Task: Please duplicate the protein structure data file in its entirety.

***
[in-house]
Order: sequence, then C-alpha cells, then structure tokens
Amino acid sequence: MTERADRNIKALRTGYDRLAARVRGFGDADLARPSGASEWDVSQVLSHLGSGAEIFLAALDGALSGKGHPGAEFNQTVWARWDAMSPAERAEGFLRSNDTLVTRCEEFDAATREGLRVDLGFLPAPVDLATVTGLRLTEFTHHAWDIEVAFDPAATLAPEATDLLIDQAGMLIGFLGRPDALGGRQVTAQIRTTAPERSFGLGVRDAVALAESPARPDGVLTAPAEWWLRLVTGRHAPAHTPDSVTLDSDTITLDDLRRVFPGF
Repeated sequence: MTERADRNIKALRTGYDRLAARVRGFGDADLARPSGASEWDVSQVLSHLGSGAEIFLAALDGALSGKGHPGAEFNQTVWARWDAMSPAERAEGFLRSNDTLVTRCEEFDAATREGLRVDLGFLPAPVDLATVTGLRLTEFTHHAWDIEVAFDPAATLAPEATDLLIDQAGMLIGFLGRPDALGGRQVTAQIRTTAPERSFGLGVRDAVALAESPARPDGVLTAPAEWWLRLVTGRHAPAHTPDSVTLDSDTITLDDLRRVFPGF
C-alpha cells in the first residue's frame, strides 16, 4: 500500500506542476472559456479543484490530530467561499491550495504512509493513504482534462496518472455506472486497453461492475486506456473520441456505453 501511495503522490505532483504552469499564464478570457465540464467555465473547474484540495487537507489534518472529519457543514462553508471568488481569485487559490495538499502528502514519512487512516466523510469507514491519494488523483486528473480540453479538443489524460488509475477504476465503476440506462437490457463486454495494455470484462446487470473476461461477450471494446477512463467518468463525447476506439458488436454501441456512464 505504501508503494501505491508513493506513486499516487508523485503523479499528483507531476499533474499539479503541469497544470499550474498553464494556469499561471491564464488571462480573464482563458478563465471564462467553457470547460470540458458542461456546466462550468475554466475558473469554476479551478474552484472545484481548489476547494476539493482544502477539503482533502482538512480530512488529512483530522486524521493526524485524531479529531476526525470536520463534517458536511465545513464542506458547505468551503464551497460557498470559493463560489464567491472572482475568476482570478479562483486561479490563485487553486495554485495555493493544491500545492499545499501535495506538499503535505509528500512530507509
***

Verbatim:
[in-house]
Order: sequence, then C-alpha cells, then structure tokens
Amino acid sequence: MTERADRNIKALRTGYDRLAARVRGFGDADLARPSGASEWDVSQVLSHLGSGAEIFLAALDGALSGKGHPGAEFNQTVWARWDAMSPAERAEGFLRSNDTLVTRCEEFDAATREGLRVDLGFLPAPVDLATVTGLRLTEFTHHAWDIEVAFDPAATLAPEATDLLIDQAGMLIGFLGRPDALGGRQVTAQIRTTAPERSFGLGVRDAVALAESPARPDGVLTAPAEWWLRLVTGRHAPAHTPDSVTLDSDTITLDDLRRVFPGF
Repeated sequence: MTERADRNIKALRTGYDRLAARVRGFGDADLARPSGASEWDVSQVLSHLGSGAEIFLAALDGALSGKGHPGAEFNQTVWARWDAMSPAERAEGFLRSNDTLVTRCEEFDAATREGLRVDLGFLPAPVDLATVTGLRLTEFTHHAWDIEVAFDPAATLAPEATDLLIDQAGMLIGFLGRPDALGGRQVTAQIRTTAPERSFGLGVRDAVALAESPARPDGVLTAPAEWWLRLVTGRHAPAHTPDSVTLDSDTITLDDLRRVFPGF
C-alpha cells in the first residue's frame, strides 16, 4: 500500500506542476472559456479543484490530530467561499491550495504512509493513504482534462496518472455506472486497453461492475486506456473520441456505453 501511495503522490505532483504552469499564464478570457465540464467555465473547474484540495487537507489534518472529519457543514462553508471568488481569485487559490495538499502528502514519512487512516466523510469507514491519494488523483486528473480540453479538443489524460488509475477504476465503476440506462437490457463486454495494455470484462446487470473476461461477450471494446477512463467518468463525447476506439458488436454501441456512464 505504501508503494501505491508513493506513486499516487508523485503523479499528483507531476499533474499539479503541469497544470499550474498553464494556469499561471491564464488571462480573464482563458478563465471564462467553457470547460470540458458542461456546466462550468475554466475558473469554476479551478474552484472545484481548489476547494476539493482544502477539503482533502482538512480530512488529512483530522486524521493526524485524531479529531476526525470536520463534517458536511465545513464542506458547505468551503464551497460557498470559493463560489464567491472572482475568476482570478479562483486561479490563485487553486495554485495555493493544491500545492499545499501535495506538499503535505509528500512530507509